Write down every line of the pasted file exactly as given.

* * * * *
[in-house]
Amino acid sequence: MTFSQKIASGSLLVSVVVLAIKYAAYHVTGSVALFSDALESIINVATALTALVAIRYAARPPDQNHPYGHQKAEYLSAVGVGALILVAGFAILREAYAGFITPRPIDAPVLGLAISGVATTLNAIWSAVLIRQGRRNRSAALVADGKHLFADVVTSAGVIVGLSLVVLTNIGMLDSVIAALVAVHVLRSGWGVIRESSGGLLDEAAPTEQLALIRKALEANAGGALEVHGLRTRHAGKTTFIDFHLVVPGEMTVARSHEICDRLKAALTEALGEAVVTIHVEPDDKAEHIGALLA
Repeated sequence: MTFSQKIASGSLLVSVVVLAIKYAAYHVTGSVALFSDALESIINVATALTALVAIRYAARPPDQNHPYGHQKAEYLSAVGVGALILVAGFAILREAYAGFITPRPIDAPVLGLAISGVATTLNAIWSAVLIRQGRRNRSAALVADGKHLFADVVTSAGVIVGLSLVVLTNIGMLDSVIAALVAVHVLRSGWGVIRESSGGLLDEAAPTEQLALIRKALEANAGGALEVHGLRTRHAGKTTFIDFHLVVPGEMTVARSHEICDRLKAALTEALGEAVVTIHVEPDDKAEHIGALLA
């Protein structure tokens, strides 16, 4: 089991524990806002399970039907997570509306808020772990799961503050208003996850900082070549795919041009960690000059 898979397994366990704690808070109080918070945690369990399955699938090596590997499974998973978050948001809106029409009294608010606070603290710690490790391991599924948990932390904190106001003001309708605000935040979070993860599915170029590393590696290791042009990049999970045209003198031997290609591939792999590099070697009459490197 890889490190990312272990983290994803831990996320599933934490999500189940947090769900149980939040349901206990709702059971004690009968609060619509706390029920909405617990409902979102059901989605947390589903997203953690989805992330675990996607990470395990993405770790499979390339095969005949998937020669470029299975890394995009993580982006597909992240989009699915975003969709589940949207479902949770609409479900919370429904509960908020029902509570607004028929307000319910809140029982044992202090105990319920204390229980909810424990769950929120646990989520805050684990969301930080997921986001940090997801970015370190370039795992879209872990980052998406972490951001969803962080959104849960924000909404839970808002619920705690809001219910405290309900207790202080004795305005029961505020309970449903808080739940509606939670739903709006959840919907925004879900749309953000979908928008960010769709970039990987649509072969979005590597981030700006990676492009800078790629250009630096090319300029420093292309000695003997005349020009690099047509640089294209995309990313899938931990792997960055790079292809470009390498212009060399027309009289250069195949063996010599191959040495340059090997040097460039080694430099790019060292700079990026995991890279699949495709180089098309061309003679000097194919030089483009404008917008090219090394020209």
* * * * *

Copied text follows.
[in-house]
Amino acid sequence: MTFSQKIASGSLLVSVVVLAIKYAAYHVTGSVALFSDALESIINVATALTALVAIRYAARPPDQNHPYGHQKAEYLSAVGVGALILVAGFAILREAYAGFITPRPIDAPVLGLAISGVATTLNAIWSAVLIRQGRRNRSAALVADGKHLFADVVTSAGVIVGLSLVVLTNIGMLDSVIAALVAVHVLRSGWGVIRESSGGLLDEAAPTEQLALIRKALEANAGGALEVHGLRTRHAGKTTFIDFHLVVPGEMTVARSHEICDRLKAALTEALGEAVVTIHVEPDDKAEHIGALLA
Repeated sequence: MTFSQKIASGSLLVSVVVLAIKYAAYHVTGSVALFSDALESIINVATALTALVAIRYAARPPDQNHPYGHQKAEYLSAVGVGALILVAGFAILREAYAGFITPRPIDAPVLGLAISGVATTLNAIWSAVLIRQGRRNRSAALVADGKHLFADVVTSAGVIVGLSLVVLTNIGMLDSVIAALVAVHVLRSGWGVIRESSGGLLDEAAPTEQLALIRKALEANAGGALEVHGLRTRHAGKTTFIDFHLVVPGEMTVARSHEICDRLKAALTEALGEAVVTIHVEPDDKAEHIGALLA
């Protein structure tokens, strides 16, 4: 089991524990806002399970039907997570509306808020772990799961503050208003996850900082070549795919041009960690000059 898979397994366990704690808070109080918070945690369990399955699938090596590997499974998973978050948001809106029409009294608010606070603290710690490790391991599924948990932390904190106001003001309708605000935040979070993860599915170029590393590696290791042009990049999970045209003198031997290609591939792999590099070697009459490197 890889490190990312272990983290994803831990996320599933934490999500189940947090769900149980939040349901206990709702059971004690009968609060619509706390029920909405617990409902979102059901989605947390589903997203953690989805992330675990996607990470395990993405770790499979390339095969005949998937020669470029299975890394995009993580982006597909992240989009699915975003969709589940949207479902949770609409479900919370429904509960908020029902509570607004028929307000319910809140029982044992202090105990319920204390229980909810424990769950929120646990989520805050684990969301930080997921986001940090997801970015370190370039795992879209872990980052998406972490951001969803962080959104849960924000909404839970808002619920705690809001219910405290309900207790202080004795305005029961505020309970449903808080739940509606939670739903709006959840919907925004879900749309953000979908928008960010769709970039990987649509072969979005590597981030700006990676492009800078790629250009630096090319300029420093292309000695003997005349020009690099047509640089294209995309990313899938931990792997960055790079292809470009390498212009060399027309009289250069195949063996010599191959040495340059090997040097460039080694430099790019060292700079990026995991890279699949495709180089098309061309003679000097194919030089483009404008917008090219090394020209």